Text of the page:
WHEREAS, the United States and Canada have one of the largest trading relationships in the world, and Canada is the United States’ largest export market, valued at $322 billion in goods and services; and

WHEREAS, in 2016, trade between the United States and Canada totaled over $1.7 billion in goods and services every day, supporting 9 million jobs in the U.S., and Canada is the leading export destination for 32 U.S. states; and

WHEREAS, the Farm Bill supports our nation’s farmers, ranchers, forest owners, food security, natural resource and wildlife habitats, rural communities and the 16 million Americans whose jobs directly depend on the agriculture industry; and

WHEREAS, the Farm Bill addresses America’s critical farm, nutrition, and conservation needs and requires strong bipartisan support; and

WHEREAS, the state and local tax deduction has been a feature of the federal tax code for over 100 years, dating back to 1913; and

WHEREAS, eliminating the state and local tax deduction would increase taxes for approximately 24 percent of taxpayers nationwide; and

WHEREAS, it is in states’ best interests to stabilize health insurance markets, increase consumer choices, reduce health insurance premiums and stem health care cost growth; and

WHEREAS, regulation of health insurance markets has been a traditional area of state responsibility; and

WHEREAS, federal funding for the CHIP program has not been appropriated for 2018 or beyond; and

WHEREAS, states adopted budgets for 2018 during their 2016 or 2017 legislative sessions assuming that federal funds for CHIP would be appropriated; and

States spend billions each year on tax and financial incentives and in some states, tax expenditures can exceed revenues. The costs can also be unpredictable. The costs of some state tax incentive programs have increased quickly and unexpectedly by tens or hundreds of millions of dollars. With every public dollar being scrutinized, it is important to ask—are these incentives getting the scrutiny they deserve?

More than half of states have now legalized marijuana use—recreational or medicinal. That’s a massive shift in policy from just a decade ago. With this shift comes a slew of legislative, regulatory and fiscal questions for state policymakers to tackle. This day-long policy forum will provide an overview of the current legal landscape and best practices for taxation, regulation and licensing. The forum will discuss emerging trends and provide attendees direct exposure to Nevada’s marijuana legalization experience.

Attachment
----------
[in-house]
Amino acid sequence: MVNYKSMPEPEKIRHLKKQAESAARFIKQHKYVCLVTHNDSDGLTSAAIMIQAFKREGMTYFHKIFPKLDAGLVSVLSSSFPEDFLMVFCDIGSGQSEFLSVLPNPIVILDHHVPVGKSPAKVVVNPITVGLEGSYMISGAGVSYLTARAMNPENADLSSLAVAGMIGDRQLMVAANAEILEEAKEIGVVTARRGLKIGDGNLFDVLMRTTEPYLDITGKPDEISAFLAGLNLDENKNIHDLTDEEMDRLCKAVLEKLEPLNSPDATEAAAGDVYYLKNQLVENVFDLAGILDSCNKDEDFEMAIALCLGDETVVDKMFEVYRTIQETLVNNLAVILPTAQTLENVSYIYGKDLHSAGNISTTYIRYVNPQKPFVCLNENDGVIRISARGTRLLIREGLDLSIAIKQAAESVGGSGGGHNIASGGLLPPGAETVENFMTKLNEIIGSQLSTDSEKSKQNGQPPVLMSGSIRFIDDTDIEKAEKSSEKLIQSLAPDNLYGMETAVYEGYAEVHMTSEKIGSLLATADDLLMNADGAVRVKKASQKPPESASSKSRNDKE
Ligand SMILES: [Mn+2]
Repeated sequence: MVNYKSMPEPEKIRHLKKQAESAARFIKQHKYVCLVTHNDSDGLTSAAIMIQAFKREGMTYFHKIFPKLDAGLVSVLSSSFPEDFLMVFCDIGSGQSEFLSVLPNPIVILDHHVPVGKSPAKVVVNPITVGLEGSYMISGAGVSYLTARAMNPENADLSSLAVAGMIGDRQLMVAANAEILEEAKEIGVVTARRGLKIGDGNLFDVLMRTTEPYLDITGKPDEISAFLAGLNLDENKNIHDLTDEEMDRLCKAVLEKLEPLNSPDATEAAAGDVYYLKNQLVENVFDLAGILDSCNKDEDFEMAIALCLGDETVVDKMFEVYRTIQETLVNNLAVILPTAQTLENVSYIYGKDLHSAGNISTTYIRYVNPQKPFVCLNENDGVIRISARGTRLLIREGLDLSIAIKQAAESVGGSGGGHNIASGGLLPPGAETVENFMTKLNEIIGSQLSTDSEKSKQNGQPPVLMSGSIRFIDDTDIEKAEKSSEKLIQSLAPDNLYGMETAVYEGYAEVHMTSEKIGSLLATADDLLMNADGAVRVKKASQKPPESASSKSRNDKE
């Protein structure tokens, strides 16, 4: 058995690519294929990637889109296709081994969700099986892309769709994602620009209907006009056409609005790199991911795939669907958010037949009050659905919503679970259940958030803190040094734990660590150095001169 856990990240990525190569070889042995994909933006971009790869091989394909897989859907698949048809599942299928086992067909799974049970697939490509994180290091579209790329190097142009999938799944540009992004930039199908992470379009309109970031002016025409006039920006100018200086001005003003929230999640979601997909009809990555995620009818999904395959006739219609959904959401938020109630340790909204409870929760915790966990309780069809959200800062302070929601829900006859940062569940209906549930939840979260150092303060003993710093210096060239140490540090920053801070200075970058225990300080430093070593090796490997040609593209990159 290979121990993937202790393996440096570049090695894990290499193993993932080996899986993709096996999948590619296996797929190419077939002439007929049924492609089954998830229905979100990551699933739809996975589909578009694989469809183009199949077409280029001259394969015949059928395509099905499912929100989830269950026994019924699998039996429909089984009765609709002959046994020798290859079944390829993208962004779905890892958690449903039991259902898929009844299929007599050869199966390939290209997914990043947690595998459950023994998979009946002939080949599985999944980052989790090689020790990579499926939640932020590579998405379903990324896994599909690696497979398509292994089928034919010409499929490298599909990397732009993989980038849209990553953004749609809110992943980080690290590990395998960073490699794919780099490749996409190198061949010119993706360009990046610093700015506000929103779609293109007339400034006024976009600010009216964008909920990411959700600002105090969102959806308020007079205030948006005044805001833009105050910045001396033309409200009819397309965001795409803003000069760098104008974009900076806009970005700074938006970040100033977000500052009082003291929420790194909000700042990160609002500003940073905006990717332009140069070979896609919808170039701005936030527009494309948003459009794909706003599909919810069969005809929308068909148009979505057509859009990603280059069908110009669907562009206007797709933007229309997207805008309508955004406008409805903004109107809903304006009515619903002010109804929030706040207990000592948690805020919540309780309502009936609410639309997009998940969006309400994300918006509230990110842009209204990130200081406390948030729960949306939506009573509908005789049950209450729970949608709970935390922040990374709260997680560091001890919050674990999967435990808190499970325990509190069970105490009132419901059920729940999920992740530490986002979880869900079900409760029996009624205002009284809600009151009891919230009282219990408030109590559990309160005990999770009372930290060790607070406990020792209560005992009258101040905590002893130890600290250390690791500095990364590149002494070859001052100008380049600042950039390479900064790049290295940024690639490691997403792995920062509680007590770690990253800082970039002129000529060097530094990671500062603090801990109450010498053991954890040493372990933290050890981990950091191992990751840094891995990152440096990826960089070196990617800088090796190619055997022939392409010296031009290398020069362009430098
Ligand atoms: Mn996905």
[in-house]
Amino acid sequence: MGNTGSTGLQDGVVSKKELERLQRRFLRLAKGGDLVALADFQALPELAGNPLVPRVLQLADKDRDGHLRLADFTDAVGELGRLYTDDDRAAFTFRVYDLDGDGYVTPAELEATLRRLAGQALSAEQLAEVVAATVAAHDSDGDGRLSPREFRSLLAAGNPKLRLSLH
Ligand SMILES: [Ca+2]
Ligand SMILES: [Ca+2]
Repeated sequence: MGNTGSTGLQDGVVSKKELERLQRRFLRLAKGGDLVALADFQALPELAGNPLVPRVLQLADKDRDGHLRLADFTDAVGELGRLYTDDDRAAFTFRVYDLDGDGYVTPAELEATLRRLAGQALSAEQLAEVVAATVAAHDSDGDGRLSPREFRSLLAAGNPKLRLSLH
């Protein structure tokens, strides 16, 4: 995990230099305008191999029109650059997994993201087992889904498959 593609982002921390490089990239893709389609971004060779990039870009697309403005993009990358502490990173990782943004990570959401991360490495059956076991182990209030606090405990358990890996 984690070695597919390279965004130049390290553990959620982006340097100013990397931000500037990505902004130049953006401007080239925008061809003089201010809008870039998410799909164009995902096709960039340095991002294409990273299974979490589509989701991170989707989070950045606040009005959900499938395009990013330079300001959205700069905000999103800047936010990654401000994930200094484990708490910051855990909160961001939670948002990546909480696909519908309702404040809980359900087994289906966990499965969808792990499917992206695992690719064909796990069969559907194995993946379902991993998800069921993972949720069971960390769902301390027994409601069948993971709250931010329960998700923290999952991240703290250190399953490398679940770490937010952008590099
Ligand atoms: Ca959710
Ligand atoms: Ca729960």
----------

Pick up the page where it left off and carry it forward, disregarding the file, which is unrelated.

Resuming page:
The Council of State Governments will host its 2017 National Conference from December 14th-16th in Las Vegas, Nevada. The meeting will offer engaging policy sessions geared toward state officials in all three branches of government. To access copies of speaker presentations, please visit the individual session pages below.

More than a quarter of U.S. workers now require a license to do their jobs, with most of these workers licensed by the states. States across the country are striving to engage more people in the workforce and at the same time protect the public interest. This session will cover innovative and successful models of state licensure for professions, as state leaders balance consumer protections, flexibility and accessibility for workers.

In states across the country, few topics are as hot with state policymakers as grid modernization. From California and New York to Ohio and Nevada, states and utilities are investigating how best to upgrade the electric power grid to enhance its efficiency and integrate more clean energy technologies. At the same time, large scale investment in grid modernization triggers key questions: Is it worth it? How can states maximize the potential benefits of grid modernization? As utilities come to the table for grid modernization funds, state policymakers have an opportunity to plan now to get ahead of the process and generate the most benefits from those investments. This session will explore strategies for wisely designing a grid modernization program that can guide utility investment and increase the chances that customers get the most out of grid modernization efforts.

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